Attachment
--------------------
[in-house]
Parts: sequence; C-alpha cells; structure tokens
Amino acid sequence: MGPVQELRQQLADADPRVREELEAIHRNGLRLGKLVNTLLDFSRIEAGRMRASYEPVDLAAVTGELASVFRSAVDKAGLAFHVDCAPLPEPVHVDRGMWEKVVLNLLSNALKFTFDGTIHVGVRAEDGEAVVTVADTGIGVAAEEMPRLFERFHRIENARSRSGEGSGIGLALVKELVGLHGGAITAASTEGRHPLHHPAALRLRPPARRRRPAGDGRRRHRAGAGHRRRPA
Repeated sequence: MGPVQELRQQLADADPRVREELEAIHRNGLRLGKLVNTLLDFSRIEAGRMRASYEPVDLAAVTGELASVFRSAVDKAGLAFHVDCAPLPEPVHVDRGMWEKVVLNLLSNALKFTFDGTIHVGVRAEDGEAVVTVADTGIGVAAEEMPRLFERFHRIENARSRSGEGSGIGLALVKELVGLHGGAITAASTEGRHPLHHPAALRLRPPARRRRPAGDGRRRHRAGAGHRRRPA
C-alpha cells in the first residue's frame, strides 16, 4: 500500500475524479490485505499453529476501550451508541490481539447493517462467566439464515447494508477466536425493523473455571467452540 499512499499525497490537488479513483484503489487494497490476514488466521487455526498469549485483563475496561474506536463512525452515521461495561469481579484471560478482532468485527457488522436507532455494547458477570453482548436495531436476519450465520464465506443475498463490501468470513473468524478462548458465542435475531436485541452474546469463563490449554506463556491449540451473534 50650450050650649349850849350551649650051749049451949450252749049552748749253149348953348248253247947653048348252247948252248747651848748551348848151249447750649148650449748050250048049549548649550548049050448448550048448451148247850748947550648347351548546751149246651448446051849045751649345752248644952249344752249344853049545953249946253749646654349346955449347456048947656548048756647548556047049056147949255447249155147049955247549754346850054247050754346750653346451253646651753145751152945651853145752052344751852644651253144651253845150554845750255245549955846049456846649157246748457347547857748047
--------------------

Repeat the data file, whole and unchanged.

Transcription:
[in-house]
Parts: sequence; C-alpha cells; structure tokens
Amino acid sequence: MGPVQELRQQLADADPRVREELEAIHRNGLRLGKLVNTLLDFSRIEAGRMRASYEPVDLAAVTGELASVFRSAVDKAGLAFHVDCAPLPEPVHVDRGMWEKVVLNLLSNALKFTFDGTIHVGVRAEDGEAVVTVADTGIGVAAEEMPRLFERFHRIENARSRSGEGSGIGLALVKELVGLHGGAITAASTEGRHPLHHPAALRLRPPARRRRPAGDGRRRHRAGAGHRRRPA
Repeated sequence: MGPVQELRQQLADADPRVREELEAIHRNGLRLGKLVNTLLDFSRIEAGRMRASYEPVDLAAVTGELASVFRSAVDKAGLAFHVDCAPLPEPVHVDRGMWEKVVLNLLSNALKFTFDGTIHVGVRAEDGEAVVTVADTGIGVAAEEMPRLFERFHRIENARSRSGEGSGIGLALVKELVGLHGGAITAASTEGRHPLHHPAALRLRPPARRRRPAGDGRRRHRAGAGHRRRPA
C-alpha cells in the first residue's frame, strides 16, 4: 500500500475524479490485505499453529476501550451508541490481539447493517462467566439464515447494508477466536425493523473455571467452540 499512499499525497490537488479513483484503489487494497490476514488466521487455526498469549485483563475496561474506536463512525452515521461495561469481579484471560478482532468485527457488522436507532455494547458477570453482548436495531436476519450465520464465506443475498463490501468470513473468524478462548458465542435475531436485541452474546469463563490449554506463556491449540451473534 50650450050650649349850849350551649650051749049451949450252749049552748749253149348953348248253247947653048348252247948252248747651848748551348848151249447750649148650449748050250048049549548649550548049050448448550048448451148247850748947550648347351548546751149246651448446051849045751649345752248644952249344752249344853049545953249946253749646654349346955449347456048947656548048756647548556047049056147949255447249155147049955247549754346850054247050754346750653346451253646651753145751152945651853145752052344751852644651253144651253845150554845750255245549955846049456846649157246748457347547857748047